Singapore. According to
Countryaah official site, the government decided to announce
parliamentary elections in May, one year before the term of
office expired. The position was advantageous in terms of
opinion; Singapore was one of the world's fastest growing
economies, with growth in 2010 of almost 15%.
Still, the ruling party People's Action Party (PAP),
which has ruled Singapore since the 1950s, achieved its
worst result since independence in 1965. However, no threat
to losing power was the result - voter support of 60%
provided 81 of the 87 seats. But even Prime Minister Lee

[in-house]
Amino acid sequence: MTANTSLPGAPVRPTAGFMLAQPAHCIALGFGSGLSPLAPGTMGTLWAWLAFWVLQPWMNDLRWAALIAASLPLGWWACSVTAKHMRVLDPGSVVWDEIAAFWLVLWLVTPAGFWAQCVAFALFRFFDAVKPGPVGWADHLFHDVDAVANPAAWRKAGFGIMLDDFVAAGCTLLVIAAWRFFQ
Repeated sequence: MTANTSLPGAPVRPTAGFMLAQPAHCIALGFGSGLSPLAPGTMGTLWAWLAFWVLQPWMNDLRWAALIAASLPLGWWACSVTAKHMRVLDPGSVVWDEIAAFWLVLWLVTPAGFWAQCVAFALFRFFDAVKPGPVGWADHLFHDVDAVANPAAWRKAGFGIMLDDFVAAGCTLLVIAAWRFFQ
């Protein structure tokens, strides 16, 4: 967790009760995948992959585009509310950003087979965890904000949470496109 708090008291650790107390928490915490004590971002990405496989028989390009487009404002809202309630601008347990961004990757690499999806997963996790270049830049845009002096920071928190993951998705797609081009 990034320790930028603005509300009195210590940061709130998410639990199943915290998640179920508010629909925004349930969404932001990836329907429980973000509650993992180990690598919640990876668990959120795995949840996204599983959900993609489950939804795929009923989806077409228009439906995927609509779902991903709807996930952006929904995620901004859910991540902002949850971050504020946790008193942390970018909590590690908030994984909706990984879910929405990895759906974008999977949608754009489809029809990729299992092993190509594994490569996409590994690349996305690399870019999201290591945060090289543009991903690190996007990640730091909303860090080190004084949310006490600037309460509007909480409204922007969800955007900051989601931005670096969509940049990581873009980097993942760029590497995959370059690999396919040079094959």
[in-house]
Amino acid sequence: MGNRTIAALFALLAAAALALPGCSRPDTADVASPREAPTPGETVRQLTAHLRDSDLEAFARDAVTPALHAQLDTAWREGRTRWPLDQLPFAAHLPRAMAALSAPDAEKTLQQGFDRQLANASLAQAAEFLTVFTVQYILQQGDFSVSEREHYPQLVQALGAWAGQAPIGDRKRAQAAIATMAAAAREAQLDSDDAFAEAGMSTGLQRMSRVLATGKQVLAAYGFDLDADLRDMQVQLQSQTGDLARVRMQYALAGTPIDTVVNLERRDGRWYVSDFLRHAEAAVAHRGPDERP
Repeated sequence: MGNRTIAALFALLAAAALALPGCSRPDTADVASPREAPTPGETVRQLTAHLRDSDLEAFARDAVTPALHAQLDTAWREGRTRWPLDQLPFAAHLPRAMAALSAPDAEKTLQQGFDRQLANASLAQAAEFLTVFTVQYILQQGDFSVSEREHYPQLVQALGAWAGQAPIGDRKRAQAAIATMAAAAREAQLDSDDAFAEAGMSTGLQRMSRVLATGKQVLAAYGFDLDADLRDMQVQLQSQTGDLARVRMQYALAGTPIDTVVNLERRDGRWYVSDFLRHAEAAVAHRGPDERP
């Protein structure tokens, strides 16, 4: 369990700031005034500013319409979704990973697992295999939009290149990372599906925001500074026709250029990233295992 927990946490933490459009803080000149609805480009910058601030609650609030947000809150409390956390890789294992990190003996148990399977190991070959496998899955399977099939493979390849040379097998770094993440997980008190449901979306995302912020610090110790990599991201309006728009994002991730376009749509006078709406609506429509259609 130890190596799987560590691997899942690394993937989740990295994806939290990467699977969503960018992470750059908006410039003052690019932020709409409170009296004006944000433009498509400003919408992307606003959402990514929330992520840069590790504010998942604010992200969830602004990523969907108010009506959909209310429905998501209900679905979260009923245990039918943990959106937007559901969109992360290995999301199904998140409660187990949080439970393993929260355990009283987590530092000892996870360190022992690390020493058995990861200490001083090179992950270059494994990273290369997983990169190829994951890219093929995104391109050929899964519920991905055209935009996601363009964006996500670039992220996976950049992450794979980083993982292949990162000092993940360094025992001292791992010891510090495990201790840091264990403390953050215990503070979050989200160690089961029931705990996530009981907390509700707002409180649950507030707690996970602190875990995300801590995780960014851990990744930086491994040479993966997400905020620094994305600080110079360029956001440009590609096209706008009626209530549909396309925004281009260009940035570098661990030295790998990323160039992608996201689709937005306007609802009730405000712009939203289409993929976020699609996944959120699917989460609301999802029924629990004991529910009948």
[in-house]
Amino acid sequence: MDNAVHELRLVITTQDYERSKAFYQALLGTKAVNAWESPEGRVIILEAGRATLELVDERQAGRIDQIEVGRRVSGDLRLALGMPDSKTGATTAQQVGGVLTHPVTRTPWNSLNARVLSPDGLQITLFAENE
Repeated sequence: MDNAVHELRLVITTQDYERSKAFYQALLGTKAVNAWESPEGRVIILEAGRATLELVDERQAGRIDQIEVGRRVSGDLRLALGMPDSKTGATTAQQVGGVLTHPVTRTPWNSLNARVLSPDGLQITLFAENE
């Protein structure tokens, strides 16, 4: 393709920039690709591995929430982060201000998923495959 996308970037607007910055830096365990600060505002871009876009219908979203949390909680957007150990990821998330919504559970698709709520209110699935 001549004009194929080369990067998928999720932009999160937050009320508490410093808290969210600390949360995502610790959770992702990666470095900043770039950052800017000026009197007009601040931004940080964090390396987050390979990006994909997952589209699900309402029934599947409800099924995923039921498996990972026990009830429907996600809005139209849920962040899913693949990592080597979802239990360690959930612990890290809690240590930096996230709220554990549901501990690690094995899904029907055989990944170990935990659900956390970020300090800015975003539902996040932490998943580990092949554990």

Hsien Loong called the election "a water divider".
Shortly thereafter, national father Lee Kuan Yew, the
prime minister's father, who himself was head of government
in 1959-90, announced that he would retire. In total,
87-year-old Lee had served more than half a century in the
government, most recently as "minister mentor".
In August, Singaporeans had to elect their president for
the first time in 18 years. Two previous elections had been
canceled when only one candidate was considered qualified
enough for the job. Now four candidates participated, all
with the surname Tan. It was so evenly weighted between the
two top names that the electoral authority ordered a
recalculation. In the end, Tony Tan was voted winner, with
just over 7,000 votes overweight. The victory margin was so
scarce that the result emerged as a setback for Prime
Minister Lee, who had supported Tony Tan.